Primary Parameters

Primary parameters, are leading indicators for node duress and are governed through soft limits. We have two such primary parameters:

  1. Shard memory limit breach: The shard memory limit is breached if the allocated shard level memory limit is exceeded and there is a need to increase the allocation. At any given point the memory distribution algorithm will try to maintain that the current memory utilization of shard approximately 85% of the assigned shard memory. If the occupancy goes beyond 95%, this parameter is assumed to be breached.
  2. Node memory limit breach: The node memory limit is breached if the total allocated node level memory limit for indexing requests is exceeded. At any point the current memory utilization at the node level goes beyond 70% of total assigned node memory for indexing work, this parameter is assumed to be breached.

Breach of primary parameters reflect no actual rejections yet, but triggers an evaluation of the secondary signals.

Secondary Parameters

These parameters are based on granular, shard level performance such as request throughput and successful completion of requests. While these shard states are updated with every request, they are evaluated only when the primary parameters are breached. We have introduced two secondary parameters:

  1. Throughput: The framework tracks request latency per unit byte at the shard level and any substantial decrease in the shard throughput against its historic performance is considered a degradation.
  2. Successful Request: The framework also tracks successful indexing requests at the shard level and signals if there are large number of pending requests. This is used to detect memory build-ups due to stuck requests proactively and invoke the required backpressure.

Indexing backpressure takes effect when one of the primary parameters and secondary parameters’ thresholds are breached on the node. This results in rejection of new incoming requests/tasks for the affected shards on the node.

The mechanism used by indexing backpressure is fair. The selective rejections of requests are intended only for problematic index or shard, while still allowing others to continue. Below is the shard state transition diagram which covers these scenarios.

shard state transition

Stats API For Shard Indexing Backpressure

The performance and rejection statistics collected by the framework are exposed through REST APIs for users to have added visibility.

  • GET /_nodes/_local/stats/shard_indexing_pressure
    • Returns the Node level stats for indexing request rejections.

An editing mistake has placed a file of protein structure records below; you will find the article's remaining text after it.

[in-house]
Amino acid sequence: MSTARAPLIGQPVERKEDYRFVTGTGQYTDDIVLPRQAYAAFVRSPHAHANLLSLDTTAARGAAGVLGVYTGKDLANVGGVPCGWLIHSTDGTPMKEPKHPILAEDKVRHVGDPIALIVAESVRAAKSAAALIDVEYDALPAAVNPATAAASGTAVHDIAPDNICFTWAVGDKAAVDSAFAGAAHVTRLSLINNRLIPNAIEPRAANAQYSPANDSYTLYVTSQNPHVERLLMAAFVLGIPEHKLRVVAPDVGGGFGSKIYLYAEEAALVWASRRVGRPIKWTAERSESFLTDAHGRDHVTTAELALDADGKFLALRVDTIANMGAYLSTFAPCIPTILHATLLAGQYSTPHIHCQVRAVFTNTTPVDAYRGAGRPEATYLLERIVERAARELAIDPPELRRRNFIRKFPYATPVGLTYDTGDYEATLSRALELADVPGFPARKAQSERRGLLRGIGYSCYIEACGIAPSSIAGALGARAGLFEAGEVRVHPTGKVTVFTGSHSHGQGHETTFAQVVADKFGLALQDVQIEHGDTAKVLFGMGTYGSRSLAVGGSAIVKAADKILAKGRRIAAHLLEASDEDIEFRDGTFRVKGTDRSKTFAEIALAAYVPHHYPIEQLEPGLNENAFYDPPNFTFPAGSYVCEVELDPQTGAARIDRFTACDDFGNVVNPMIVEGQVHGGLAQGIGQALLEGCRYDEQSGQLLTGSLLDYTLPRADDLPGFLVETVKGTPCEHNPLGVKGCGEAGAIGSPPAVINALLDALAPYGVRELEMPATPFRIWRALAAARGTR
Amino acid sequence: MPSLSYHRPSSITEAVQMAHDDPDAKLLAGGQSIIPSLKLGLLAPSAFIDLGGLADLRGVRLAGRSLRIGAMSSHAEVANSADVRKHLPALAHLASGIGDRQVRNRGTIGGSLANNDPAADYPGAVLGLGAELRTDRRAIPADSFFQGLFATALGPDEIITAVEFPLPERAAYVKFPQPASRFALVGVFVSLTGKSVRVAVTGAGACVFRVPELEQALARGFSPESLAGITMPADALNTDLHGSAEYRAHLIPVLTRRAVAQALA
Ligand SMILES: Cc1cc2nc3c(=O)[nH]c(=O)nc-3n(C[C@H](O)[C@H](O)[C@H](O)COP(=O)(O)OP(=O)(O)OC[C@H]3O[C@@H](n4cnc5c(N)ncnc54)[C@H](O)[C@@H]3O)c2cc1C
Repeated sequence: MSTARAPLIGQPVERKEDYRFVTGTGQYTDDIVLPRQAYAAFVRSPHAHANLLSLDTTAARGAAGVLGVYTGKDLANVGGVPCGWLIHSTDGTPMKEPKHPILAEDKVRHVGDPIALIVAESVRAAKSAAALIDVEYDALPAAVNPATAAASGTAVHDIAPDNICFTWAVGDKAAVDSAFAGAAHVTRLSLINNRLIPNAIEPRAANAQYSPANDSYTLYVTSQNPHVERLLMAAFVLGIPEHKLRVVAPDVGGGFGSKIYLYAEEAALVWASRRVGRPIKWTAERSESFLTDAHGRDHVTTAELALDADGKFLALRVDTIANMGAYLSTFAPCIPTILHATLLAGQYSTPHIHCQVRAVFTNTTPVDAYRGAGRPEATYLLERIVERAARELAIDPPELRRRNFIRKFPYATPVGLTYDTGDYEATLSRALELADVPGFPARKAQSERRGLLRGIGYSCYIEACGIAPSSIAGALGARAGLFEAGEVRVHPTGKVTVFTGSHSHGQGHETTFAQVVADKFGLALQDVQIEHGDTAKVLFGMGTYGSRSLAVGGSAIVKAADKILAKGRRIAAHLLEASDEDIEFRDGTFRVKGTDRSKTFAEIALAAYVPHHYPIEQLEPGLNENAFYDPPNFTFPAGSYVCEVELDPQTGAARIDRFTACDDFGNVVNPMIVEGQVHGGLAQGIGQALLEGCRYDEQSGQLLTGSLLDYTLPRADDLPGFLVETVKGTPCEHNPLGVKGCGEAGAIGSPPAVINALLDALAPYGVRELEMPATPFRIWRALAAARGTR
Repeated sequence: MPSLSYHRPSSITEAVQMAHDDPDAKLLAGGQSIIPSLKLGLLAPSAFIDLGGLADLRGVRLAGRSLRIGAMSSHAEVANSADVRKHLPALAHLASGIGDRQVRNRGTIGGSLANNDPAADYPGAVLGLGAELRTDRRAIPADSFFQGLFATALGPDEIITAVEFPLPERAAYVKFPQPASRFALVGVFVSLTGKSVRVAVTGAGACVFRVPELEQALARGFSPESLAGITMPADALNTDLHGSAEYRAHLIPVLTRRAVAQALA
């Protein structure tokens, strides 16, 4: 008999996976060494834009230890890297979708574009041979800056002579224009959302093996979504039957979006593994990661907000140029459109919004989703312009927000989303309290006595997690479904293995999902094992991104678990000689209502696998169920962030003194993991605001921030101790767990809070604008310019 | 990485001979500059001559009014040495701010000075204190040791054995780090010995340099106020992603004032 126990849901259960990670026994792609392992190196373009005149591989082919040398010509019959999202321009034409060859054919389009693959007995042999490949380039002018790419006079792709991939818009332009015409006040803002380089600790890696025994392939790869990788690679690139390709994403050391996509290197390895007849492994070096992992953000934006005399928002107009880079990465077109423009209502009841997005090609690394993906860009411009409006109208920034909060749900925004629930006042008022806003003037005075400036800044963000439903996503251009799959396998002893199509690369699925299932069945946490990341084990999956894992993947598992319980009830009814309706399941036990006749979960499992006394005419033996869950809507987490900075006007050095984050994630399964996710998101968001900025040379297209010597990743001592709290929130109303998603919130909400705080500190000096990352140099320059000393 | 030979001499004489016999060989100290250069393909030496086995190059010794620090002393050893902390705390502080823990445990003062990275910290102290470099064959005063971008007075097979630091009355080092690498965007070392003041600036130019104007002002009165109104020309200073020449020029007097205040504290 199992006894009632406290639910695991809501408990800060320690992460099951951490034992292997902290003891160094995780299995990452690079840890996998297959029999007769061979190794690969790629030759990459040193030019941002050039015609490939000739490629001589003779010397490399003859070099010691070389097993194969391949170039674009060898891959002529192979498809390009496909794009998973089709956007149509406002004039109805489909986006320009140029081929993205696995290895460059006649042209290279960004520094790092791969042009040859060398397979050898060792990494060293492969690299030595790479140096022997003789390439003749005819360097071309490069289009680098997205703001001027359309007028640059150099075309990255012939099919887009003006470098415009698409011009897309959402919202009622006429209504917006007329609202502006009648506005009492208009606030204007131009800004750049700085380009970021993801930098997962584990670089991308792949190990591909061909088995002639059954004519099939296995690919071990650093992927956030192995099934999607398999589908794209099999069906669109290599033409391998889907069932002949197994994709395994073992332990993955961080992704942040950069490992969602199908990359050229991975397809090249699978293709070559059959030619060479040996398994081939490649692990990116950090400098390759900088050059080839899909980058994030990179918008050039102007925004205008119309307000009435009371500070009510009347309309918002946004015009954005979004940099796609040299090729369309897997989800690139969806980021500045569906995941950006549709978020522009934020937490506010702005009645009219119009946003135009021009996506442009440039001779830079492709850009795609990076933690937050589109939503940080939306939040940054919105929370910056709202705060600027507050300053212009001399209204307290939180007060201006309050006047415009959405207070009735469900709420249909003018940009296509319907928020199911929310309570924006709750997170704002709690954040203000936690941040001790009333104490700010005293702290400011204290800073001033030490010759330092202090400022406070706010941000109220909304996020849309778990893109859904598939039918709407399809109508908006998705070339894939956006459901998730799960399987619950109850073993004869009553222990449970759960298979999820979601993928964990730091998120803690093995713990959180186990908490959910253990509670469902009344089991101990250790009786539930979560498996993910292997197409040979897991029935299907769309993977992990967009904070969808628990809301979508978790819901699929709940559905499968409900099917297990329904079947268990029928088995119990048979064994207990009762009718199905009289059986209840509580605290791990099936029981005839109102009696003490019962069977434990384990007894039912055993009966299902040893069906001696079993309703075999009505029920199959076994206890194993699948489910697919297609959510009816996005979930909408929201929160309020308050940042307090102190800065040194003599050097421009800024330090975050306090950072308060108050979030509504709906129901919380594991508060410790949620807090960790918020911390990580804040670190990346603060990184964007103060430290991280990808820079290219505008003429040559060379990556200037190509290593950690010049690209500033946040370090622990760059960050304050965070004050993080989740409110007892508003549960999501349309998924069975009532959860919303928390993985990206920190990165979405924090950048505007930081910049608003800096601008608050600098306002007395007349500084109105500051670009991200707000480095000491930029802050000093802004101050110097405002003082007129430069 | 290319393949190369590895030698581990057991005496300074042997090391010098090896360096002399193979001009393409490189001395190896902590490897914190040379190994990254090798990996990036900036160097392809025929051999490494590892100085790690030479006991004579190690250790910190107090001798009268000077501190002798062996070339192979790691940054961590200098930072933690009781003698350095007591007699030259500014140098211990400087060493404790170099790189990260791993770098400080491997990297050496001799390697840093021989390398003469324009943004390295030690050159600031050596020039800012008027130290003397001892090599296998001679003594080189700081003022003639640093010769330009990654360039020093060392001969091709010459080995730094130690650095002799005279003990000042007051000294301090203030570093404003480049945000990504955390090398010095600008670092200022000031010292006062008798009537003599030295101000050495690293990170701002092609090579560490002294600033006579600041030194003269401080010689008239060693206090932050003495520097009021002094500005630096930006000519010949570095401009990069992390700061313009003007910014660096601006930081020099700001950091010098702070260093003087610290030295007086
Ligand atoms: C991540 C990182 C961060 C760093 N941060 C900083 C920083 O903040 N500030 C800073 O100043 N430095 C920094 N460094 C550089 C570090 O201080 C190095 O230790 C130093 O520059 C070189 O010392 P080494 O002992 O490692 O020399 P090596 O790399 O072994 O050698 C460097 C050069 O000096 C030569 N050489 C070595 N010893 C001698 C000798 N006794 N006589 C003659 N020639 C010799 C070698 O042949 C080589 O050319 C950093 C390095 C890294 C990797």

• GET /_nodes/stats/shard_indexing_pressure
    • Returns the shard level breakup of indexing stats and rejections for every node. This only includes the hot shards (i.e. shards which have active writes currently going on them).
  • GET /_nodes/_local/stats/shard_indexing_pressure?include_all
    • Returns the Shards level breakup of indexing stats and rejections for every node. This includes all the shards, which either have active writes or had recent writes on them.
  • GET /_nodes/_local/stats/shard_indexing_pressure?top
    • Returns the top level aggregated indexing stats on rejections. Here the per shard statistics are not provided.

Sample response

  "_nodes": {
    "total": 1,
    "successful": 1,
    "failed": 0
  "cluster_name": "runTask",
  "nodes": {
    "q3e1dQjFSqyPSLAgpyQlfw": {
      "timestamp": 1613072111162,
      "name": "runTask-0",
      "transport_address": "",
      "host": "",
      "ip": "",
      "roles": [
      "attributes": {
        "testattr": "test"
      "shard_indexing_pressure": {
        "stats": {
          "[index_name][0]": {
            "memory": {
              "current": {
                "coordinating_in_bytes": 0,
                "primary_in_bytes": 0,
                "replica_in_bytes": 0
              "total": {
                "coordinating_in_bytes": 299,
                "primary_in_bytes": 299,
                "replica_in_bytes": 0
            "rejection": {
              "coordinating": {
                "coordinating_rejections": 0,
                "breakup": {
                  "node_limits": 0,
                  "no_successful_request_limits": 0,
                  "throughput_degradation_limits": 0
              "primary": {
                "primary_rejections": 0,
                "breakup": {
                  "node_limits": 0,
                  "no_successful_request_limits": 0,
                  "throughput_degradation_limits": 0
              "replica": {
                "replica_rejections": 0,
                "breakup": {
                  "node_limits": 0,
                  "no_successful_request_limits": 0,
                  "throughput_degradation_limits": 0
            "last_successful_timestamp": {
              "coordinating_last_successful_request_timestamp_in_millis": 1613072107990,
              "primary_last_successful_request_timestamp_in_millis": 0,
              "replica_last_successful_request_timestamp_in_millis": 0
            "indexing": {
              "coordinating_time_in_millis": 96,
              "coordinating_count": 1,
              "primary_time_in_millis": 0,
              "primary_count": 0,
              "replica_time_in_millis": 0,
              "replica_count": 0
            "memory_allocation": {
              "current": {
                "current_coordinating_and_primary_bytes": 0,
                "current_replica_bytes": 0
              "limit": {
                "current_coordinating_and_primary_limits_in_bytes": 51897,
                "current_replica_limits_in_bytes": 77845
        "total_rejections_breakup": {
          "node_limits": 0,
          "no_successful_request_limits": 0,
          "throughput_degradation_limits": 0
        "enabled": true,
        "enforced" : true

How do I contribute to the feature?

If you have any feedback/suggestions on new topics please don’t hesitate to open issues or post to the forums. If you’d like to contribute, a great place to start would be the links below.

Meta Issue and Related PRs :